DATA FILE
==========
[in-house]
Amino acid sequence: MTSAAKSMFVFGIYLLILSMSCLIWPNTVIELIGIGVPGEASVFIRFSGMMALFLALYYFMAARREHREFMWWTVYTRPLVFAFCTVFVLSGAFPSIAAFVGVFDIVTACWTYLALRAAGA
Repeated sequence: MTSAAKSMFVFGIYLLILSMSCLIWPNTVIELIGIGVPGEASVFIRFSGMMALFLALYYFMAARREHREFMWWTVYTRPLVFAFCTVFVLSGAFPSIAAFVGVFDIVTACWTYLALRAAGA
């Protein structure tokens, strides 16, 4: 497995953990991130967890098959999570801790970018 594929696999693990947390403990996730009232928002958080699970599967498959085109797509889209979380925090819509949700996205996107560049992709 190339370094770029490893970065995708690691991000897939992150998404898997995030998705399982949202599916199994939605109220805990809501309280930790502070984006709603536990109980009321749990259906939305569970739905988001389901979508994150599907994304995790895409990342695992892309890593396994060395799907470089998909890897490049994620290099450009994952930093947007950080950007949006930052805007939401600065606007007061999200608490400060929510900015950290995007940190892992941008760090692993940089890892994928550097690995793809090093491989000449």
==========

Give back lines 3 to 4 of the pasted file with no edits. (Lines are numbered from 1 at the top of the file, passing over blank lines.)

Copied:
Repeated sequence: MTSAAKSMFVFGIYLLILSMSCLIWPNTVIELIGIGVPGEASVFIRFSGMMALFLALYYFMAARREHREFMWWTVYTRPLVFAFCTVFVLSGAFPSIAAFVGVFDIVTACWTYLALRAAGA
């Protein structure tokens, strides 16, 4: 497995953990991130967890098959999570801790970018 594929696999693990947390403990996730009232928002958080699970599967498959085109797509889209979380925090819509949700996205996107560049992709 190339370094770029490893970065995708690691991000897939992150998404898997995030998705399982949202599916199994939605109220805990809501309280930790502070984006709603536990109980009321749990259906939305569970739905988001389901979508994150599907994304995790895409990342695992892309890593396994060395799907470089998909890897490049994620290099450009994952930093947007950080950007949006930052805007939401600065606007007061999200608490400060929510900015950290995007940190892992941008760090692993940089890892994928550097690995793809090093491989000449």